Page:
After some recent deviations from my favorite genre, I was looking forward to finally reading another great and original epic fantasy. Col Buchanan’s debut Farlander, first in his Heart of the World series, was my novel of choice.
A familiar story…
This is a story of a famous and legendary veteran assassin who picks up an unlikely apprentice, a young boy from the streets of a huge city under siege by an even bigger empire. Sound familiar? If you haven’t read The Night Angel Trilogy by Brent Weeks, you should probably read that first. Farlander’s apprentice is called Nico, and the legendary assassin is called Ash. The character of Ash is much the same as that of Durzo—the legendary assassin in Brent Weeks’s trilogy—though he’s not just a rogue assassin, but also part of a monastery of assassins called the Roshun. The Roshun offer vengeance through the means of a medallion that indicates when the wearer dies. If a client is killed, the Roshun know who did it and hunt the killer.
…and an even more familiar world
The stage for this uninspired tale is an even less inspired world lying around an ocean with the creative name Mideres Sea. If that name doesn’t ring a bell, one look at the map in this book will: it’s like looking at an alternate-universe version of the Mediterranean Sea. This world comes with a Mannian Empire, though Buchanan could just as well have called it the Roman Empire. The Mannians even hold gladiator battles in a filled arena, which leads to a situation where one of our protagonists battles a couple of wolves (okay, wolves are an awesome touch, I give you that) and wins the favor of the crowd. More bells ringing, right?
Vivid and vibrant
If you manage to look beyond the unoriginality, the book isn’t all bad. The world is, in fact, brilliantly spawned, with a very vivid and vibrant atmosphere and the sense that this is truly a world of great scope. Though in that, too, I encountered flaws: Buchanan’s writing suggests that the Empire and the Order of Roshun are hundreds, if not thousands of years old, but he then explains how the Order was founded thirty years ago, and the Empire fifty.
Another of these flaws rises to the surface when two scenes of war councils, set in two opposing cultures, are so similar that I wonder if this world even has cultural differences. While that may be the very point of Farlander—that humans are all the same, driven by greed and blood lust—the overwhelming similarities among the different cultures felt blatantly unrealistic. The philosophical conversations about cultures, religion, and racism are engaging, however, leading the reader to think about these issues as well.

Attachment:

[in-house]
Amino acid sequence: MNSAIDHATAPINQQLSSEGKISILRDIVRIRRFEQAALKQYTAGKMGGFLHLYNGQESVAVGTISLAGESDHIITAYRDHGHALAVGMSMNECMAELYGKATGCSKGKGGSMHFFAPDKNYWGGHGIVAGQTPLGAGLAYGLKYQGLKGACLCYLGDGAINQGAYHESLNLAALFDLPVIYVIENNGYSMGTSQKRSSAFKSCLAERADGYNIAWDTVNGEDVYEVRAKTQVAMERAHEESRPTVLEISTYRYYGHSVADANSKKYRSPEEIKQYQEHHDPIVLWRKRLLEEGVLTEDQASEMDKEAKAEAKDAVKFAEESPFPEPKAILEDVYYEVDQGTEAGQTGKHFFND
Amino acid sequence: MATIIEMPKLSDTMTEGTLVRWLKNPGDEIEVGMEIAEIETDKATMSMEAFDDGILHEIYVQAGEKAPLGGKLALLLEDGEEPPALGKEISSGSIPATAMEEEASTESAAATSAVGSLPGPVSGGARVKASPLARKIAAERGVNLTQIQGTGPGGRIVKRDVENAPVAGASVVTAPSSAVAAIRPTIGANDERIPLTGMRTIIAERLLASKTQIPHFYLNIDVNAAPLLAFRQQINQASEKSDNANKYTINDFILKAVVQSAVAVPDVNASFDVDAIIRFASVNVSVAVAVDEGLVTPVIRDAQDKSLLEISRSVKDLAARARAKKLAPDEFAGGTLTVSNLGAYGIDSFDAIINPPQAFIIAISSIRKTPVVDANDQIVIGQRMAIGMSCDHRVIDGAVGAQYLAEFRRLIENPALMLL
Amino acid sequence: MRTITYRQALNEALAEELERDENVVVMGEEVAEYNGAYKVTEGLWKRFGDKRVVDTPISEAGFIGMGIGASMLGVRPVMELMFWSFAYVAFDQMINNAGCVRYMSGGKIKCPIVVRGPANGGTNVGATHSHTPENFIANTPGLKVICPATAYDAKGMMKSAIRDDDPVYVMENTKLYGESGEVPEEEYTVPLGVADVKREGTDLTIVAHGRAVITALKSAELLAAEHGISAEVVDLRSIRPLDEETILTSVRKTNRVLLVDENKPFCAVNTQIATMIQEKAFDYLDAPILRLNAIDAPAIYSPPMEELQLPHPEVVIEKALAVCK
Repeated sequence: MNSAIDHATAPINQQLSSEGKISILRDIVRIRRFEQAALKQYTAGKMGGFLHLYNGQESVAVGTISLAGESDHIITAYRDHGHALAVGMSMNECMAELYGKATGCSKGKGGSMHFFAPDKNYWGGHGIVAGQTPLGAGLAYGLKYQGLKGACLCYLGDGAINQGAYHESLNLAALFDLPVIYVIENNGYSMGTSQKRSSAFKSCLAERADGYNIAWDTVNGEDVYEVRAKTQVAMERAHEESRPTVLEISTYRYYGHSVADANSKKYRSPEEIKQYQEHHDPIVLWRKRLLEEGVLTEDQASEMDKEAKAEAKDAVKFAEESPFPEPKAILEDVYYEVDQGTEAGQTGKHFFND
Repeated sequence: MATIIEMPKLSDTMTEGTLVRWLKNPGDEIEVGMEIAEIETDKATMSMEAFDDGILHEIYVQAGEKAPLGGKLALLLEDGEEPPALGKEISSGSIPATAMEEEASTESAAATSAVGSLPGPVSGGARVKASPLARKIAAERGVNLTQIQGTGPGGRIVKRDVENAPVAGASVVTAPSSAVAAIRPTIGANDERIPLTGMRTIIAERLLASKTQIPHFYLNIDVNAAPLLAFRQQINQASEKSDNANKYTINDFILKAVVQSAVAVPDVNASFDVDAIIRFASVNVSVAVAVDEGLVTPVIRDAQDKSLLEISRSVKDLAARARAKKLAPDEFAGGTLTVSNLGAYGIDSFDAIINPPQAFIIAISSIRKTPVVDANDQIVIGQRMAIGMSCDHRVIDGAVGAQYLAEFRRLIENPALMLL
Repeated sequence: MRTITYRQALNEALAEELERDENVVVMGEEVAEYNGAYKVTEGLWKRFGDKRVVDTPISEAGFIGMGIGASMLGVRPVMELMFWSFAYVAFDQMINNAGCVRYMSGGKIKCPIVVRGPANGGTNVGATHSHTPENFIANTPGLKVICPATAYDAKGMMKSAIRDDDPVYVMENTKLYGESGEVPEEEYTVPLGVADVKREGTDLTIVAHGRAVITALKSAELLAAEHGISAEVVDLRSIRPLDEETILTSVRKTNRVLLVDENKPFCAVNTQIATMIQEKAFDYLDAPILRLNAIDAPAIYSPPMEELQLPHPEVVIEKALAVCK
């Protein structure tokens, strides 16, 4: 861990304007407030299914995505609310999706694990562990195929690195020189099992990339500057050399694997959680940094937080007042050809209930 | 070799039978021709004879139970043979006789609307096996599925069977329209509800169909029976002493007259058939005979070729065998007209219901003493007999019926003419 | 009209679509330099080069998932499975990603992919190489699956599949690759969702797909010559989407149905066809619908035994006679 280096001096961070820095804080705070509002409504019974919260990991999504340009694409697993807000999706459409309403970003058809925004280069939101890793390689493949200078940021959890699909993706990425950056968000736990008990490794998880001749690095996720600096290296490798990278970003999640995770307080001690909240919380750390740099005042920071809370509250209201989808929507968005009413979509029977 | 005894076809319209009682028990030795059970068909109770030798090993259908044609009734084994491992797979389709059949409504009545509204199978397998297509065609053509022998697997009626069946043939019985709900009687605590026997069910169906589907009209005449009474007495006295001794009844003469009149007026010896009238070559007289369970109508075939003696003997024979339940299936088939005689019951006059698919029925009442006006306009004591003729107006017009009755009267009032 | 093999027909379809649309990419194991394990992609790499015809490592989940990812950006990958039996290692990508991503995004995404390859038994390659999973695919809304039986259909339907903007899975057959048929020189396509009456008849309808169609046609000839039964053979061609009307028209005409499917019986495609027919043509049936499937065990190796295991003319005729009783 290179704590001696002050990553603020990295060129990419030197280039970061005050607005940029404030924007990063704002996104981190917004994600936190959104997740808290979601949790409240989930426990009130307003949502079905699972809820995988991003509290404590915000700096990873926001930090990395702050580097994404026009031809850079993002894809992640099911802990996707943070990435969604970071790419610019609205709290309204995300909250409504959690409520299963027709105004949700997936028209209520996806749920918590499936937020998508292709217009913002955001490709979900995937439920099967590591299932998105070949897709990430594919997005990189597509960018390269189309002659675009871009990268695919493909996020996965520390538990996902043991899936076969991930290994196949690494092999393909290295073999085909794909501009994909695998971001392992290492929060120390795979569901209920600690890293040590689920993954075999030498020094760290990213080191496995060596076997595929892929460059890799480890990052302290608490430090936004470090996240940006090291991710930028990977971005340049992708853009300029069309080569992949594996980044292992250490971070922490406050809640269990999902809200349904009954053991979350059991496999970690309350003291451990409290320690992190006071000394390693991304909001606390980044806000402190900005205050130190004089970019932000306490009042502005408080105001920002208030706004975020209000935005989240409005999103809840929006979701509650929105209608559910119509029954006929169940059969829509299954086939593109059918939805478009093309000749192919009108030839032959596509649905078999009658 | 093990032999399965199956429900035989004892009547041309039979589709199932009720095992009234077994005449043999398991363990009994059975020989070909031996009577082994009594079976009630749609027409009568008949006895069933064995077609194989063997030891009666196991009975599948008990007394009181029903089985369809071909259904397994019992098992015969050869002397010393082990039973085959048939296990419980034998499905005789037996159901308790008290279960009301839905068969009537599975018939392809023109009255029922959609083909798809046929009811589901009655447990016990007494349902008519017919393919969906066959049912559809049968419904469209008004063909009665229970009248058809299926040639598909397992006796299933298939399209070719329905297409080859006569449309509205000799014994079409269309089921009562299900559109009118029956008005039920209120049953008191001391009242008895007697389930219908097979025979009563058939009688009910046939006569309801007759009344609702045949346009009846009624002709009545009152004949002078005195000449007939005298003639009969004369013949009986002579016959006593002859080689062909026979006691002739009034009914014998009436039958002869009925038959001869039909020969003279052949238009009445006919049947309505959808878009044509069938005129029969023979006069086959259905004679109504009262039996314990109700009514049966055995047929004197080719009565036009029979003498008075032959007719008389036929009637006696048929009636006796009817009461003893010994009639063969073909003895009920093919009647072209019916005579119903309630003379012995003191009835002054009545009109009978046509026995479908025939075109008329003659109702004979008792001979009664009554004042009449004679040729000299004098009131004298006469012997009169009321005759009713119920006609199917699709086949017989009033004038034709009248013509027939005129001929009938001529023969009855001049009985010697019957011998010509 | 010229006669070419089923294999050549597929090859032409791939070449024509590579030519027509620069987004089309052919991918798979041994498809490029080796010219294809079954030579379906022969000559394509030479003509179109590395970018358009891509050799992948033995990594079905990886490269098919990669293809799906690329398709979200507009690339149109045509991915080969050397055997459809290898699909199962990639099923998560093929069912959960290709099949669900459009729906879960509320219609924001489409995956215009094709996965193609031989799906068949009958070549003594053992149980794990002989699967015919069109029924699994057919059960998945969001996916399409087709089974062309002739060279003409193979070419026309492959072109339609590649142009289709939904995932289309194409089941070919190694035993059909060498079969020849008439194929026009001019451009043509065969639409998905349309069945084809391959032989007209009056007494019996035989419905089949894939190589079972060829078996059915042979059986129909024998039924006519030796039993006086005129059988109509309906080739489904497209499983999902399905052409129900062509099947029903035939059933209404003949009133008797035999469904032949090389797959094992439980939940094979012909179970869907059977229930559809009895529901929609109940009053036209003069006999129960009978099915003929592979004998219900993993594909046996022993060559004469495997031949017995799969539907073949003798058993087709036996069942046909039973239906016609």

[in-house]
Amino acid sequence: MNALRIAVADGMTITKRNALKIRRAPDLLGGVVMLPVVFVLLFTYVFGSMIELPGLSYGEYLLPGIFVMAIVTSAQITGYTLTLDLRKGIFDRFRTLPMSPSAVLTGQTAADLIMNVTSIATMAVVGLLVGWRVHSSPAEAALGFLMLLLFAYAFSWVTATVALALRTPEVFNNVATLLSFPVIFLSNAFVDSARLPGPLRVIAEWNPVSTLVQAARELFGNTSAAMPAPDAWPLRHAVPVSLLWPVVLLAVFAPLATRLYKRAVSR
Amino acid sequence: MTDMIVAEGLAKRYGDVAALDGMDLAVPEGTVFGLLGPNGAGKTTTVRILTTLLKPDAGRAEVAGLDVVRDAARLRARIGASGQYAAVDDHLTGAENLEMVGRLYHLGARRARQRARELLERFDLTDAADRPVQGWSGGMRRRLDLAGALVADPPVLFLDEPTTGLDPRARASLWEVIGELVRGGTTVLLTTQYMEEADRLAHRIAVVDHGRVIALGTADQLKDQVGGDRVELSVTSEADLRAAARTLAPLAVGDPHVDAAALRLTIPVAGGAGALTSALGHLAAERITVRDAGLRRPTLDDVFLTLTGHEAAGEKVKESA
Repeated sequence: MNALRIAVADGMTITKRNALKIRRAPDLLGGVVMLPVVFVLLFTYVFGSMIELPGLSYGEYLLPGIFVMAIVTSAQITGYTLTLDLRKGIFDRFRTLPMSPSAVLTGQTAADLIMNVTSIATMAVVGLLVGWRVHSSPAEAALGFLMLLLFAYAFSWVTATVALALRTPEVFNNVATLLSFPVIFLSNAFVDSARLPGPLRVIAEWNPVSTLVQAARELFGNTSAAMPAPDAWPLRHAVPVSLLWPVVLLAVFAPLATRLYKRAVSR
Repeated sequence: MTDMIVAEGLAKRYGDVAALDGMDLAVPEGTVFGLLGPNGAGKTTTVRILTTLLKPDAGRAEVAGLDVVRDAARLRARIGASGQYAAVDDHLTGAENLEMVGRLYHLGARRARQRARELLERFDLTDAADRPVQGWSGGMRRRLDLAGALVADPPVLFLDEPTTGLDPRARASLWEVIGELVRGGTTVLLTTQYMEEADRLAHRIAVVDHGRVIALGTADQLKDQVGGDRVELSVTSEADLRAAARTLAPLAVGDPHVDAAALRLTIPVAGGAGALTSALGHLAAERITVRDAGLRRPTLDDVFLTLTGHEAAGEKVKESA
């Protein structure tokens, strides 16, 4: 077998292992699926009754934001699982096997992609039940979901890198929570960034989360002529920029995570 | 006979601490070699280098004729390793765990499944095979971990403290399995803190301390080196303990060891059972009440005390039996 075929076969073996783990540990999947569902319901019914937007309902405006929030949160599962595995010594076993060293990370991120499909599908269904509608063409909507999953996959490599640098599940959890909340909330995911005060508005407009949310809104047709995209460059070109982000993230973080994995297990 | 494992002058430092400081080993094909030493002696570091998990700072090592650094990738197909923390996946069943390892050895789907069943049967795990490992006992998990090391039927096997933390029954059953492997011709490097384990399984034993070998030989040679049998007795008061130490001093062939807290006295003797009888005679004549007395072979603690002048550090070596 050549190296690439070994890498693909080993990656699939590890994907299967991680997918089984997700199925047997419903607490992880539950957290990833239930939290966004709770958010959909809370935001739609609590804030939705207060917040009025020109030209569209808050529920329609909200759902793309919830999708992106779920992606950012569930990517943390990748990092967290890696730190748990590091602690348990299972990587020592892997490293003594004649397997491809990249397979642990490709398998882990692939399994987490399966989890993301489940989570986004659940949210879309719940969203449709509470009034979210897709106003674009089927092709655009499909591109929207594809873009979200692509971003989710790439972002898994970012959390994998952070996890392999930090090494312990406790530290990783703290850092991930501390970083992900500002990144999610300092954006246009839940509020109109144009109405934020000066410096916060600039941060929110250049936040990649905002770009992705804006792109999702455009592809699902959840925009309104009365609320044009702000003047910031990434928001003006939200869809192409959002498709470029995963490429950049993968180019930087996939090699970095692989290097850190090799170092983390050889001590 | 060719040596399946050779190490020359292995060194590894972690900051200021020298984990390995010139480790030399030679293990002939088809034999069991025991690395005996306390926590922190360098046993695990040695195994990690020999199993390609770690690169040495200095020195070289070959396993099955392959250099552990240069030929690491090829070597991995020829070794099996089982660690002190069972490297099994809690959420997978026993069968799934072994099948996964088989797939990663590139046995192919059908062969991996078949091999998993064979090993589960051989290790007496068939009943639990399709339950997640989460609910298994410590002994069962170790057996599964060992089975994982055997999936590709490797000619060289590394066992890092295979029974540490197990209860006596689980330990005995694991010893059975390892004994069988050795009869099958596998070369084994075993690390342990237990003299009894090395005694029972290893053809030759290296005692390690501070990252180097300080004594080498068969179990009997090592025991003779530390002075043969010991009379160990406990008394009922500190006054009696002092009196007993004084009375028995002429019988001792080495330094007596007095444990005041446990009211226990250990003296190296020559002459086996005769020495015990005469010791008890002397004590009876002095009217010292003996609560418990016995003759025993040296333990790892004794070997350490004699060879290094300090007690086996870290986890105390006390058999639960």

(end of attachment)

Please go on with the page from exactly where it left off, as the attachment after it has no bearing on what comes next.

Picking up the pace
Though the story struggles to find its pace in the first half, the second half really picks up and contains kick-ass fight scenes and some great suspense. The characters, being well-fleshed out, also grasped my attention—the amount of background provided for each character was a true high point in this novel.
From the unoriginal start, via the training grounds of the Roshun Order, the story moves to the streets of the Imperial capital, where it reaches beyond being a mere copy of Weeks’s Night Angel Trilogy and spins its own unique and intriguing tale. For me, Buchanan has definitely redeemed himself with a brilliant second half of the book and a daring ending to blow your mind away and leave you eager to read the second installment. That sequel, titled Stands a Shadow, will be released this summer and would greatly benefit from a little more world building.
Ridiculous (but lovable) tech
The most entertaining thing to me, though, was the addition of some steampunk-esque elements to the epic scenery of Farlander. Scenes like the battle of airships, coupled with Buchanan’s gripping writing style, spur the reader to continue reading, despite annoyance at some inconsistencies.
I found some flaws with the steampunk-esque elements. It isn’t full-blown steampunk. The airships, for example, seem to be wind-powered instead of steam-powered, without ever explaining how that technically works. Another one of these elements is the use of gunpowder. Not normal gunpowder, but very special powder that ignites when soaked in water. Reading this actually made me laugh out loud, especially during a gunfight in a pretty thick fog, where no one is blown to bits due to wet guns. And that sums up the problem I have with Buchanan’s world building: it is as if he thought “Oh, that’s cool, let’s write that into the story,” without ever thinking about the consequences, and though entertaining, more detail-orientated readers may find it bothersome.
Why should you read this novel?
Farlander is a decent debut novel, but set in an underdeveloped and unoriginal world. Despite this, the way Buchanan’s writing improves as the story progresses promises great things for future installments of The Heart of the World. You might find this book entertaining. In fact, if you enjoy a blood-soaked story of pseudo-Romans, assassins, and gladiators, you will love it. If you’re looking for something deeper, however, this might not be the book for you.